With the deadline for debt limit action approaching, the Republican Leaders of the Senate and House of Representatives negotiated directly with the White House, and arrived at a debt limit and deficit cut agreement that was approved by the full House and Senate, and signed by the President on August 2, 2011. This agreement raises the debt by about $900 billion, locks in more than $900 billion in spending cuts, and does not raise taxes. It also requires the Senate to vote on the Balanced Budget Amendment before the end of 2011.

The debt limit agreement establishes a special Congressional committee to recommend at least $1.2 trillion in additional spending cuts that must accompany any further increase in the debt limit. If the committee cannot agree on these cuts, or if the full Congress or the President reject them, the August 2 legislation triggers $1.2 trillion in across-the-board cuts in all federal discretionary spending programs.

The provisions of this agreement fall far short of the $4 trillion in spending cuts that I hoped could be achieved; however, it is the best result that could be achieved with Democrats in control of the Senate and the White House. Tax increases are off the table, a vote on the Balanced Budget is guaranteed, and never again will Congress and the White House take for granted upping the limit on the national credit card. Finally, this agreement provided a needed respite for our weak, jobless economic recovery.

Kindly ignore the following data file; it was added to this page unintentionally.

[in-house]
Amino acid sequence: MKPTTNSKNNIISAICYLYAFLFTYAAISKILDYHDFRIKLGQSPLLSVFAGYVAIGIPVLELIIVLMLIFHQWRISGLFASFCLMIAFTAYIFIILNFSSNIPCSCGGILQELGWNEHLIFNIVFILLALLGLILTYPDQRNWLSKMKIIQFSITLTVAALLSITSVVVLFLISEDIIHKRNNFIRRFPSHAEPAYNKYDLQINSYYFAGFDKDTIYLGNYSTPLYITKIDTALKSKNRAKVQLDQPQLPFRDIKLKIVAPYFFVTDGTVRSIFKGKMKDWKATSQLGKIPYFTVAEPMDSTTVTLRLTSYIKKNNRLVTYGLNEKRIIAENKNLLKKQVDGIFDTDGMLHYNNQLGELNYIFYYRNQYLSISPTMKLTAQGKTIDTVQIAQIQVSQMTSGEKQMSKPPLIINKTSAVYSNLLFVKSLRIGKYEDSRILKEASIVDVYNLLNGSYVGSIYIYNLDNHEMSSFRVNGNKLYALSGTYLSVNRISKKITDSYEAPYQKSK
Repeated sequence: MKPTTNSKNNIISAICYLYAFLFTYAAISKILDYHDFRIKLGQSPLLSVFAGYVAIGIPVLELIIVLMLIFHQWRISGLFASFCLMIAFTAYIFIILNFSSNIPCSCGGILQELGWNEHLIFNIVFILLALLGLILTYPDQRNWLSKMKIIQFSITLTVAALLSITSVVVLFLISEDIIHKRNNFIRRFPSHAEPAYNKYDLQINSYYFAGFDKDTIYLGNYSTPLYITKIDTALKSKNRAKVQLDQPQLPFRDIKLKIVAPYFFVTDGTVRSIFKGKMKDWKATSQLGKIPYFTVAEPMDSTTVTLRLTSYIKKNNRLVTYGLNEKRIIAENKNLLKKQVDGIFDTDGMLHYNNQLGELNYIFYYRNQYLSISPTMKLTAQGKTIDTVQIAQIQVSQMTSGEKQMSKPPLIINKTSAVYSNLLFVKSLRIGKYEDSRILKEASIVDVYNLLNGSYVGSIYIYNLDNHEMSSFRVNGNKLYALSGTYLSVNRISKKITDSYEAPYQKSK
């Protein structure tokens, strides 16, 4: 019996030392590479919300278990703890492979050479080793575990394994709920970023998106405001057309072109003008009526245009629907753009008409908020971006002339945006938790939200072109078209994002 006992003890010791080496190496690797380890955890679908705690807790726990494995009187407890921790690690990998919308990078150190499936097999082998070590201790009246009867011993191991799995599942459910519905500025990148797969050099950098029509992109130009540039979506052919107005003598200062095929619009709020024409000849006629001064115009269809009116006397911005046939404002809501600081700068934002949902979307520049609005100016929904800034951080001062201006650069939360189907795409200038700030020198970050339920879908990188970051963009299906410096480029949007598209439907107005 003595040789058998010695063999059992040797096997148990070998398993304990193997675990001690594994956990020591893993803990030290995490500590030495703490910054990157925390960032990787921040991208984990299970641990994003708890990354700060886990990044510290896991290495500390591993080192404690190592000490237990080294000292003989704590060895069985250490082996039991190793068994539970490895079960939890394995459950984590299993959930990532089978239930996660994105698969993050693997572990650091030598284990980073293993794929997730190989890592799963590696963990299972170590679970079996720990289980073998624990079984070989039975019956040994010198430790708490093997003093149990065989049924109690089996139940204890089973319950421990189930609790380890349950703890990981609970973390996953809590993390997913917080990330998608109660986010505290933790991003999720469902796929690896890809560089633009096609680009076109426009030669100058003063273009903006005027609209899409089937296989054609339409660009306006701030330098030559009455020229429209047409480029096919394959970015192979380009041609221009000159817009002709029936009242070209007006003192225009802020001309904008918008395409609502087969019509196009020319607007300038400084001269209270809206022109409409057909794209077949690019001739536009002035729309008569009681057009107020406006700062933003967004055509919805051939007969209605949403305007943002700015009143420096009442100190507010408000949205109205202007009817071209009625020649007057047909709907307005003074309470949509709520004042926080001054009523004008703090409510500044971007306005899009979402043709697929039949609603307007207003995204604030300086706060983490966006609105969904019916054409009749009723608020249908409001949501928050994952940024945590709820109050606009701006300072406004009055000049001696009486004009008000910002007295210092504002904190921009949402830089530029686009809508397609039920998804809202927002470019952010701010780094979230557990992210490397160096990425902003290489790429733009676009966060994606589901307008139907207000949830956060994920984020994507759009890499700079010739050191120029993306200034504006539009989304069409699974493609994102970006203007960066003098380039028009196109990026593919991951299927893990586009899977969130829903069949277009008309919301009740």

Please be assured that I remain strongly committed to the goal of balancing the federal budget -- without raising taxes. I appreciate hearing from you. Please do not hesitate to contact me on any issue that is important to you.


Kay Bailey Hutchison

United States Senator

284 Russell Senate Office Building

Washington, DC 20510

202-224-5922 (tel)

202-224-0776 (fax)


Popular posts from this blog

Book Review: What Matters Now by Gary Hamel

Interview of Eric Schmidt by Gary Hamel at the MLab dinner tonight. Google's Marissa Mayer and Hal Varian also joined the open dialog about Google's culture and management style, from chaos to arrogance. The video just went up on YouTube. It's quite entertaining. (Photo credit: Wikipedia)Cover of The Future of ManagementMy list of must-read business writers continues to expand.Gary Hamel, however, author of What Matters Now, with the very long subtitle of How to Win in a World of Relentless Change, Ferocious Competition, and Unstoppable Innovation, has been on the list for quite some time.Continuing his thesis on the need for a new approach to management introduced in his prior book The Future of Management, Hamel calls for a complete rethinking of how enterprises are run.